The Goðafoss waterfall can be found in north central Iceland, in the Bárðardalur district at the start of the Sprengisandur highland road on the way to Mývatn. Meaning the “Waterfall of the Gods,” it is easy to get to this spectacular 30 meter wide waterfall. It is formed by the glacial waters of the river Skjálfandafljót as they cascade from a height of 12 meters high.
Goðafoss is one of the larger waterfalls in Iceland and it is very beautiful. It is an excellent touring destination, is popular amongst photographers, and is available all year round, even in winter. The falls are surrounded by lava rock with the river Skjálfandafljót running through an (approximately) 7000 year-old lava field, and there is a roughly 100 meter-wide canyon below the waterfall where the river has dug through the lava field over the ages. The edge of the falls is horseshoe in shape and the rocky headlands around it create two primary falls with some smaller ones - depending on the force of the water flow. A trip to Goðafoss is a must for all visitors, especially for those who wouldn’t want to miss the snow-covered lava landscape and frozen mist from the waterfall in winter. The lava that covers the greater part of the river surroundings comes from the highland mountain of Trölladyngja and is over 8000 years old. There are some excellent basalt columns and potholes in the canyon, and the most usual plants found here are lichen, moss, and dwarf shrubs.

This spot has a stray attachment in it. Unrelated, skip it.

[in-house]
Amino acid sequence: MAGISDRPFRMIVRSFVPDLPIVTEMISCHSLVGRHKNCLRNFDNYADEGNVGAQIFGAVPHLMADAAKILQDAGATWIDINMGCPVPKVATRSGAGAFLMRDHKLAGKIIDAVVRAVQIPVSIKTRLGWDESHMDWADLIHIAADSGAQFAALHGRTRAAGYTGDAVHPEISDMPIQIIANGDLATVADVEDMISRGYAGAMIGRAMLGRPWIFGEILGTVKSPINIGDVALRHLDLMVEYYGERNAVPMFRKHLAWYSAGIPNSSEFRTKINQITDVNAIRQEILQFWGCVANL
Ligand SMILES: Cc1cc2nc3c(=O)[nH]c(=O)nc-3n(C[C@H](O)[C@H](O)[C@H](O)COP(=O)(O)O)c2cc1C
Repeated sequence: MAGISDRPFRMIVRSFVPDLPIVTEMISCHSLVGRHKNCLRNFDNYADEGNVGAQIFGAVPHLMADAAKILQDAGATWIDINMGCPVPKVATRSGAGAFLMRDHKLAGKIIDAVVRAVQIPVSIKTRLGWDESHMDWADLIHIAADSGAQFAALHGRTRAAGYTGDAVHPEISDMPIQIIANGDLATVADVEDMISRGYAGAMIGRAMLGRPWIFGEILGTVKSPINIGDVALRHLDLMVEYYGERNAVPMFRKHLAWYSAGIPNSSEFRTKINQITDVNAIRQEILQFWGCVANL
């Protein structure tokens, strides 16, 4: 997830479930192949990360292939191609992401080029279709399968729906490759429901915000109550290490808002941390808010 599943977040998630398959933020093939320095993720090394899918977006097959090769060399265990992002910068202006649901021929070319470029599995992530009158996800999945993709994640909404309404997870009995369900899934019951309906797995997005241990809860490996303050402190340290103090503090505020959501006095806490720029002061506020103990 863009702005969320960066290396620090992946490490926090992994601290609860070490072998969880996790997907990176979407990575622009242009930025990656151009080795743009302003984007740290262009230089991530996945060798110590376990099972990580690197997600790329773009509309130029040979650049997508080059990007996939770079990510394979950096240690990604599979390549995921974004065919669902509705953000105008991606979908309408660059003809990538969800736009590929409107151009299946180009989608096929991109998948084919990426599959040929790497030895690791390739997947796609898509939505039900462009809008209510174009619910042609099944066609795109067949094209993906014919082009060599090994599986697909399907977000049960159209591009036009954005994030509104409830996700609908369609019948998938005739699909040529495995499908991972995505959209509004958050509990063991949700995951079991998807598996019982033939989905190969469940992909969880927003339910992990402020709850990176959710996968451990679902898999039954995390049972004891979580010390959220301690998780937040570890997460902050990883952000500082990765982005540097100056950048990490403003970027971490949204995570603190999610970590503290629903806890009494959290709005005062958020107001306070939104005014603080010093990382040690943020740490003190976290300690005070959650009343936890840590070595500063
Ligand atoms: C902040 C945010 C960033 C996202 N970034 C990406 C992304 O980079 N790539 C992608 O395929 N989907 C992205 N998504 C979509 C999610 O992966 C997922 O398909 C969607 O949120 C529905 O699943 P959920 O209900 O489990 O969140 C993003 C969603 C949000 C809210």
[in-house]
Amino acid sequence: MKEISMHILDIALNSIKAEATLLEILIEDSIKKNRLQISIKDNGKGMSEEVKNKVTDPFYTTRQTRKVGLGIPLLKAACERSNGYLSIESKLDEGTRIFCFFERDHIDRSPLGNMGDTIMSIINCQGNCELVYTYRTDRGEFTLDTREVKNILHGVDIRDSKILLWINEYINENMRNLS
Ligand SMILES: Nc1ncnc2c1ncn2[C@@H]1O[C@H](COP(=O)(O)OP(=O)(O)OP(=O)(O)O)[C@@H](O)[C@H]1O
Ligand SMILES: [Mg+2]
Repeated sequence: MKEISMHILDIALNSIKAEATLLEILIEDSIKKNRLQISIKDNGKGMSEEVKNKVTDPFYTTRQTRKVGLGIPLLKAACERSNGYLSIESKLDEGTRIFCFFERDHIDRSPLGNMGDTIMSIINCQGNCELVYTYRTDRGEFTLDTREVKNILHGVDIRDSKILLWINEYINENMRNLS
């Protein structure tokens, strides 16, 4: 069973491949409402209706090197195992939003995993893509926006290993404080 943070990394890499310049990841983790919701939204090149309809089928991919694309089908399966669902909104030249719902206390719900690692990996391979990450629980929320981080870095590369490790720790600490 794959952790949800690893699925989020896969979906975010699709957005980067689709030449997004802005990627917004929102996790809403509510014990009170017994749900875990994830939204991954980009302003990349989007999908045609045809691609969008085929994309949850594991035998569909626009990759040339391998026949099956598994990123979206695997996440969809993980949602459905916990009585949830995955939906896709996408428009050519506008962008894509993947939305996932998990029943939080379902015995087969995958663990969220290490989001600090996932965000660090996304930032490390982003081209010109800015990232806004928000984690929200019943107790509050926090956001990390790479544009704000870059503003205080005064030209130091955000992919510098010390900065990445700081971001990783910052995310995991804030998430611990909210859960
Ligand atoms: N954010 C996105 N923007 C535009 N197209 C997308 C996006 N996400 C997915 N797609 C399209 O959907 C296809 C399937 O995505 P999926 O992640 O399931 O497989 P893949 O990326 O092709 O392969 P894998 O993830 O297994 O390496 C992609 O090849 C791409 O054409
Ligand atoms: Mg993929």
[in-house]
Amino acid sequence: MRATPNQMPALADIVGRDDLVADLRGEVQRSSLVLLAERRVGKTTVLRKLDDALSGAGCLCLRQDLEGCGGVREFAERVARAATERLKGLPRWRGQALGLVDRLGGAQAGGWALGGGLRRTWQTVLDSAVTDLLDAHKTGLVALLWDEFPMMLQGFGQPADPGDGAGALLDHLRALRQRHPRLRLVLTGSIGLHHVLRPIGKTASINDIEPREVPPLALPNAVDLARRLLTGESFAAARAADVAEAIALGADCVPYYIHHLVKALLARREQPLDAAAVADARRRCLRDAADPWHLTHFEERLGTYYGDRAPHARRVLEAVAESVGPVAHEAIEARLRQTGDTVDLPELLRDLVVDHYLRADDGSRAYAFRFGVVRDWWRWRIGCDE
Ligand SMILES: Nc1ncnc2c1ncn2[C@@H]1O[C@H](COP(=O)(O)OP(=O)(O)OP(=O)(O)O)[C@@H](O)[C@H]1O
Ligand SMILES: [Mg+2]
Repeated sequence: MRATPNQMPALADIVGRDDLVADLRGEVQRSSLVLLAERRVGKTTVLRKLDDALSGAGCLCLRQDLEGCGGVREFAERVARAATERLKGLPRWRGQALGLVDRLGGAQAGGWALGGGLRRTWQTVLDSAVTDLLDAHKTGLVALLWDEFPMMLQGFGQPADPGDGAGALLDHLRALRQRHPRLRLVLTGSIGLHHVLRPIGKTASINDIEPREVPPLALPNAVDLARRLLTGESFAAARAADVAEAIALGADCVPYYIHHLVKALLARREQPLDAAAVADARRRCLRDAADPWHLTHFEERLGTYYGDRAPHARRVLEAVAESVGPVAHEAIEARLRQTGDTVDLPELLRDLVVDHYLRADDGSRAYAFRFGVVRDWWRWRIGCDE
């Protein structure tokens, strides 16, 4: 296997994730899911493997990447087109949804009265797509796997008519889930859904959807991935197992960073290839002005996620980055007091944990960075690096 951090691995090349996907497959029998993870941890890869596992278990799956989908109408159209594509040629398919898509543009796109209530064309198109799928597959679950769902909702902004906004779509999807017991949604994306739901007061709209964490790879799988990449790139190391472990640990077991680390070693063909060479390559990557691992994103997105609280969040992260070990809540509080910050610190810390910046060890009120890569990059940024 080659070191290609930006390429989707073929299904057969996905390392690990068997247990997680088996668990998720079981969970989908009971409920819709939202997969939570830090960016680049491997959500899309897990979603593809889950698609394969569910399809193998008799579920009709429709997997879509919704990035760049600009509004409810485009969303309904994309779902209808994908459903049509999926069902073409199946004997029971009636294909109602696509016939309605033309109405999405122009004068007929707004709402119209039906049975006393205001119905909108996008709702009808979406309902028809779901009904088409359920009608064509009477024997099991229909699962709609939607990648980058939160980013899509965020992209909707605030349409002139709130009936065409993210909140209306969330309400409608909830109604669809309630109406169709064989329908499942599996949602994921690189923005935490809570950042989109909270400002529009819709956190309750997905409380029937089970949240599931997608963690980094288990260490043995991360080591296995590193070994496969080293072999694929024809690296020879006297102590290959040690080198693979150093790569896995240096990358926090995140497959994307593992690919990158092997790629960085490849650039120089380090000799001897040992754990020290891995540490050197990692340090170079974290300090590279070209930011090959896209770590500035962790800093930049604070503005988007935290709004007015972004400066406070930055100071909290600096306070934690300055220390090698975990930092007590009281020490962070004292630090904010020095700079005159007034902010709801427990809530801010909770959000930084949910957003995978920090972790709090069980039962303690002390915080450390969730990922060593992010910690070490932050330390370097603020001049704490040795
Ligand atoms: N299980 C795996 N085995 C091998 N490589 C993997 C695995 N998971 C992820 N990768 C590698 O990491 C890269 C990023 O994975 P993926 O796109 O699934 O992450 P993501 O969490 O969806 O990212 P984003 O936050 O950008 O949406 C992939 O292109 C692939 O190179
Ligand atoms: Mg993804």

Goðafosshas a significant place in the history of Iceland, most notably in terms of its conversion to Christianity. Going back as far as the year 999 or 1000, Þorgeir Ljósvetningagoði, a local chieftain, made Christianity the official religion, and legend has it that he threw his statues of pagan gods into the waterfall at Goðafoss to underline his beliefs.